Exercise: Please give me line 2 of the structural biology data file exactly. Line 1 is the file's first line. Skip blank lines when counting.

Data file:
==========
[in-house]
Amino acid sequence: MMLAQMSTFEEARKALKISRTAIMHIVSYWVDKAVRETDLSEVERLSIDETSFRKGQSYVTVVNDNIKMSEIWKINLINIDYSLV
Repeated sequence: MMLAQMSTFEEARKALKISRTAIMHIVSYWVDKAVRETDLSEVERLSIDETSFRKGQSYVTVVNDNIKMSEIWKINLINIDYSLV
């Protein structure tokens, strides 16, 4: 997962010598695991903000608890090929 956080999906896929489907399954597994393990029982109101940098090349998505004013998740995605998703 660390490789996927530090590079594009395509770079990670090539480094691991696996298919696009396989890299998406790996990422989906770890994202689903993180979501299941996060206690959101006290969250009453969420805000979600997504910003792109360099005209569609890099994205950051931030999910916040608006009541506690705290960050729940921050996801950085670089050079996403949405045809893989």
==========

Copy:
Amino acid sequence: MMLAQMSTFEEARKALKISRTAIMHIVSYWVDKAVRETDLSEVERLSIDETSFRKGQSYVTVVNDNIKMSEIWKINLINIDYSLV